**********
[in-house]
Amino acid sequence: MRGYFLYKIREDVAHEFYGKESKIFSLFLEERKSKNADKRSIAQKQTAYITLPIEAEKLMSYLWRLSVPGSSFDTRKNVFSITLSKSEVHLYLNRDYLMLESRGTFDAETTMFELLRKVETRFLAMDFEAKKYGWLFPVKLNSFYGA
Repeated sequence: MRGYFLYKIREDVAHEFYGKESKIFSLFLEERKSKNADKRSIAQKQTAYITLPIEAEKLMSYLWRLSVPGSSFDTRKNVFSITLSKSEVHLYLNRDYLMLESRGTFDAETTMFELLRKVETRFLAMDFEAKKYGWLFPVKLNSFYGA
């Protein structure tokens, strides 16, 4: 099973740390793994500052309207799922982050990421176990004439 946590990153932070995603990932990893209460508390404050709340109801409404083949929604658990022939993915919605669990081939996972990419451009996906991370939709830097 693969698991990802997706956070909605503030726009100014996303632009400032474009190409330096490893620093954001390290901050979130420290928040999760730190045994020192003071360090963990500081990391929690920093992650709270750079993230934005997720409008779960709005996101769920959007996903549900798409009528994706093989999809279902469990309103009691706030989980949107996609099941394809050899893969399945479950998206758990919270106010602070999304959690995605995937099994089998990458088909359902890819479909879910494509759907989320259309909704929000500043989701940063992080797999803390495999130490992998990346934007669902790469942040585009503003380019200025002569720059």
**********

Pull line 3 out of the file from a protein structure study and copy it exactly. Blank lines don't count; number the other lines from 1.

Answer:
Repeated sequence: MRGYFLYKIREDVAHEFYGKESKIFSLFLEERKSKNADKRSIAQKQTAYITLPIEAEKLMSYLWRLSVPGSSFDTRKNVFSITLSKSEVHLYLNRDYLMLESRGTFDAETTMFELLRKVETRFLAMDFEAKKYGWLFPVKLNSFYGA